The Rosie Project is a grown-up version of Mark Haddon’s The Curious Incident of the Dog in the Night-Time. Our hero is Don Tillman, professor of genetics,and he is using a mathematical model to find a mate. That’s not the only curious thing about him. To say he’s set in his ways is an understatement. Don has a set meal plan for the week, from which he does not deviate. He calculates and monitors alcohol consumption, the length of conversations and the statistical probabilities of almost everything. Asperger’s perhaps?
Don’s Wife Project falls under the scrutiny of his bestfriends Gene and Claudia, a husband-wife who understand Don’s quirks and help him understand the logic (or illogic) of the world. Despite helping Don refine the limiting criteria for his Wife Project survey, Don still has some epic-failure dates. His orderly, evidence-based system needs some work. Not only that, he is distracted from his own tasks by Rosie, a woman who he initially thinks has approached him as a candidate for the Wife Project but who is actually a PhD student of Gene’s who is looking to settle a bet she’s made with Gene. Secretly Don starts helping Rosie discover who her real father is. According to her mother, who’s passed away, Rosie is the result of a one-night stand that she had on her own graduation night from medical school. The Wife Project takes second seat to the Father Project and only a dolt like Don would miss the fact that Rosie is indeed the perfect candidate for the Wife Project.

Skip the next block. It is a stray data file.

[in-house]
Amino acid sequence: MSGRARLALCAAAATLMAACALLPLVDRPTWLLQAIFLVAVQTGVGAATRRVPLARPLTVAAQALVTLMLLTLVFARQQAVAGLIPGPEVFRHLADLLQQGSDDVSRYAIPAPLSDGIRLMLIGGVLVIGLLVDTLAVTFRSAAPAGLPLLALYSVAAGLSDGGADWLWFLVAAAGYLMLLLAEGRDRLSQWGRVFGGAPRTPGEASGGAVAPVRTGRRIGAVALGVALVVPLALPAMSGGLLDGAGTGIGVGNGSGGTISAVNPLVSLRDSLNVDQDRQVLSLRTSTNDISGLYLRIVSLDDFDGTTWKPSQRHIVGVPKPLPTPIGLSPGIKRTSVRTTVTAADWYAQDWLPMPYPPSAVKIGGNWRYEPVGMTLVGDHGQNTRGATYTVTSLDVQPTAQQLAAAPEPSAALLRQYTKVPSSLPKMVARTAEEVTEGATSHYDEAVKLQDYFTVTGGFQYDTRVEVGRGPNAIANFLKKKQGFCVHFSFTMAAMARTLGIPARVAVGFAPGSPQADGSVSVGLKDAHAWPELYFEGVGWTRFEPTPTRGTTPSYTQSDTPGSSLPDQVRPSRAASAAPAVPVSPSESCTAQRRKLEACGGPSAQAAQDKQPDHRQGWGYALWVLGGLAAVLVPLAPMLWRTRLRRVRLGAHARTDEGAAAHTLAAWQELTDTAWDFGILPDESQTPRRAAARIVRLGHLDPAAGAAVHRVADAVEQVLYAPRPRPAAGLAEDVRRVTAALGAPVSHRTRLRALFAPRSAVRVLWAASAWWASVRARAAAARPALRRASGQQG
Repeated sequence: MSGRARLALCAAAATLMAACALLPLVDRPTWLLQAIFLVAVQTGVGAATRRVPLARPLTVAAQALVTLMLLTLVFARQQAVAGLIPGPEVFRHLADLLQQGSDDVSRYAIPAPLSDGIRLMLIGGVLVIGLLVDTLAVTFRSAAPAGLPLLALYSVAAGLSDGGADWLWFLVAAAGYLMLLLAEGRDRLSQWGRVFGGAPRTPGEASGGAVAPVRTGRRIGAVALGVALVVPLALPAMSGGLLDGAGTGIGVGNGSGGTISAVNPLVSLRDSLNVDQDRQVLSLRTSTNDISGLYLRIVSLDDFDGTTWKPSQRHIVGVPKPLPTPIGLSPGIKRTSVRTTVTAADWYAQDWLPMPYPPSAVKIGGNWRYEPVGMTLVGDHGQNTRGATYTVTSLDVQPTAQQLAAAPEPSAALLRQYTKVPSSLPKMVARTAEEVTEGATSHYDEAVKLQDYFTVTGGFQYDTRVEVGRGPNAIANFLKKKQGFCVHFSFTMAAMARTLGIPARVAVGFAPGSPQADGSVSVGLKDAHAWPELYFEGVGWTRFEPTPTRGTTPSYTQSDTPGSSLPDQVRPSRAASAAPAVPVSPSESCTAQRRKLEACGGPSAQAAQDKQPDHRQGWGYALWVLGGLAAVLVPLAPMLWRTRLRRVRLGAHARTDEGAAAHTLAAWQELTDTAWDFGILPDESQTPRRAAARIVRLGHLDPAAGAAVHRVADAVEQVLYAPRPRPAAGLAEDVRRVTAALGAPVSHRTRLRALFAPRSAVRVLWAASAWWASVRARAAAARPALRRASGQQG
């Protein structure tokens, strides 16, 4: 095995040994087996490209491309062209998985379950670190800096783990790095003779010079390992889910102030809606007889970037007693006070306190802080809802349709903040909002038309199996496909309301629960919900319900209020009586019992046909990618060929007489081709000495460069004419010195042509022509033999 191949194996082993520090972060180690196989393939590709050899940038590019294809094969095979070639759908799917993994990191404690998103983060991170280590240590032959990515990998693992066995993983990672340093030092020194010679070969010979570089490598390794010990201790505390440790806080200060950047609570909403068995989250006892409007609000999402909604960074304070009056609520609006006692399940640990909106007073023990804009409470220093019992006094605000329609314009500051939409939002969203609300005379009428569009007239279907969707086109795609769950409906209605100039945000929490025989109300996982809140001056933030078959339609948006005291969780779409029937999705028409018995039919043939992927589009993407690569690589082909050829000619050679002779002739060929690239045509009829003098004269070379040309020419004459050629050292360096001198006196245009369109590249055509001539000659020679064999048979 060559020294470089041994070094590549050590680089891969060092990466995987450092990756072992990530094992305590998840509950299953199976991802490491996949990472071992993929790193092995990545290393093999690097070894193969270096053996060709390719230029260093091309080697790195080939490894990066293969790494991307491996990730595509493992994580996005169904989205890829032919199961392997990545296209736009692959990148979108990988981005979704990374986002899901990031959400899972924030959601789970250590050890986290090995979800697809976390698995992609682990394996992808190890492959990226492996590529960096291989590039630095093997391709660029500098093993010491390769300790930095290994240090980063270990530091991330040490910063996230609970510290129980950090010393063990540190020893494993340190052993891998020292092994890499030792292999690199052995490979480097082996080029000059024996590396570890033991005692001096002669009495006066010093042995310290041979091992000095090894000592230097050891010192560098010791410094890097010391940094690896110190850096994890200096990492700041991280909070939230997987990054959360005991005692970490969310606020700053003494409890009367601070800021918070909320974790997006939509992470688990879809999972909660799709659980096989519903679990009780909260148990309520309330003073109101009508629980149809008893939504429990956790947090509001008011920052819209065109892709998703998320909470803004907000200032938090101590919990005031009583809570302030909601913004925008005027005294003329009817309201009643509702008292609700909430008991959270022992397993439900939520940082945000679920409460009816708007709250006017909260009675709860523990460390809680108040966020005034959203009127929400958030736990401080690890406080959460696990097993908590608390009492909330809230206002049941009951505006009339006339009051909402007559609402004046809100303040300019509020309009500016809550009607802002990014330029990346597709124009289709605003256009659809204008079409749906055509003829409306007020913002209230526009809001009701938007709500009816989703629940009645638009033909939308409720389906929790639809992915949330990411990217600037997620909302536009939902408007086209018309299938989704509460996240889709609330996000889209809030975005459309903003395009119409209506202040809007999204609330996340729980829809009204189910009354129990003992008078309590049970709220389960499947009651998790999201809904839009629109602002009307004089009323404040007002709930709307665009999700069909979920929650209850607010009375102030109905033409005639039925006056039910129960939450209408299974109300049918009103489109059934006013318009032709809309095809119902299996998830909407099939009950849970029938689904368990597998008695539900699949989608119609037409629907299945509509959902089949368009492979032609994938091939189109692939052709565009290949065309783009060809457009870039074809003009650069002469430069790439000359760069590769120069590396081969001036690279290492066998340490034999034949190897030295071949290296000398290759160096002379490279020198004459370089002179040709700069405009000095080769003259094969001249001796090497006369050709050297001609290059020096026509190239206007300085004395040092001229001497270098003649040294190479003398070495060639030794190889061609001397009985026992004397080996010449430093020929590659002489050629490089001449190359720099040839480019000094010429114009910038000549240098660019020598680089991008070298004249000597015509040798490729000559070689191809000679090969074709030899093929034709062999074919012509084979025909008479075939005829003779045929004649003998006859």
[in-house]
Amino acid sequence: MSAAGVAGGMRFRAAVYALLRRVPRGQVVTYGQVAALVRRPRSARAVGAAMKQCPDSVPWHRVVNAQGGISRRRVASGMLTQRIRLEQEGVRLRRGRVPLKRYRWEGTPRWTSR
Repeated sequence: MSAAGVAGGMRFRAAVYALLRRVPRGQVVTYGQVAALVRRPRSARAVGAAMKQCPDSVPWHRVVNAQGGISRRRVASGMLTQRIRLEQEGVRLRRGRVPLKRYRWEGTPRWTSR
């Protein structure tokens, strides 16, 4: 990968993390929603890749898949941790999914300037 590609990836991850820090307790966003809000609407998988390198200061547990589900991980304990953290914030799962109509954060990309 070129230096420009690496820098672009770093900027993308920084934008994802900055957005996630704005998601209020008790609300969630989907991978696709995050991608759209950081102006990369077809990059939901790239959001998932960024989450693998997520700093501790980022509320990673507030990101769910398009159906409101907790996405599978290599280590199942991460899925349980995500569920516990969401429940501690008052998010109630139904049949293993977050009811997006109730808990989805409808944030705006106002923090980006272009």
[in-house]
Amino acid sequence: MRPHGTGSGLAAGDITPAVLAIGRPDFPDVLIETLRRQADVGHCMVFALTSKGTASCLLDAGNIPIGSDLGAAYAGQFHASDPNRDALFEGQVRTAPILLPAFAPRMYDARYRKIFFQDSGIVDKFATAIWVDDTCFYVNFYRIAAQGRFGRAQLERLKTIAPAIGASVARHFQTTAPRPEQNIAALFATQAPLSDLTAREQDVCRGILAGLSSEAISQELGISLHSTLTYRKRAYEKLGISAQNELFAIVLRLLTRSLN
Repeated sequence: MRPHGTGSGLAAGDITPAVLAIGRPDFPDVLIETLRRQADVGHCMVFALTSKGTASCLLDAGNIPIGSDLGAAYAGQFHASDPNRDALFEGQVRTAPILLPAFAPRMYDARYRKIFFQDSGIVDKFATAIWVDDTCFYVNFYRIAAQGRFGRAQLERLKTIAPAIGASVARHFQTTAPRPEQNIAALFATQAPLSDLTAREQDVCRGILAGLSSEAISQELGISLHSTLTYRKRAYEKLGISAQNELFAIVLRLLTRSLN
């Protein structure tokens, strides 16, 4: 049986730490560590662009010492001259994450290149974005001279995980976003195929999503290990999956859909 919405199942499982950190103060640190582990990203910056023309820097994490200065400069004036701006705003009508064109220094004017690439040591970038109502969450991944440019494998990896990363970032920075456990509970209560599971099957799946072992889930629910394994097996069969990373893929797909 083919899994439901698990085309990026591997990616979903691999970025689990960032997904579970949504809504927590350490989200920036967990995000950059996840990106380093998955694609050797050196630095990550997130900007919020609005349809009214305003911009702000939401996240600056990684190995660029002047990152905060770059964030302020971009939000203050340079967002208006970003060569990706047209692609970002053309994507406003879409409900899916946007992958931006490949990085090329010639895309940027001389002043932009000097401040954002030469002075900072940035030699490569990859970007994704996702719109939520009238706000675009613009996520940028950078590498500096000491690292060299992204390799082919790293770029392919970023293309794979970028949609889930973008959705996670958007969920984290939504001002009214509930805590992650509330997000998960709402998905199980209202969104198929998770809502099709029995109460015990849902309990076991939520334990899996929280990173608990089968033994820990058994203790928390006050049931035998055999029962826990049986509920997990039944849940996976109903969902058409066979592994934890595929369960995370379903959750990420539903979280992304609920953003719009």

The Rosie Project is a hilarious novel about the misgivings and misunderstandings of falling in love.
Based on the Bianca Disaster I revised the questionnaire, adding more stringent criteria. I included questions on dancing, racquet sports and bridge to eliminate candidates who would require me to gain competence in useless activities, and increased the difficulty of the mathematics, physics and genetics problems.
You’ll fall in love with Don by the end of this book, if not by the end of the first paragraph.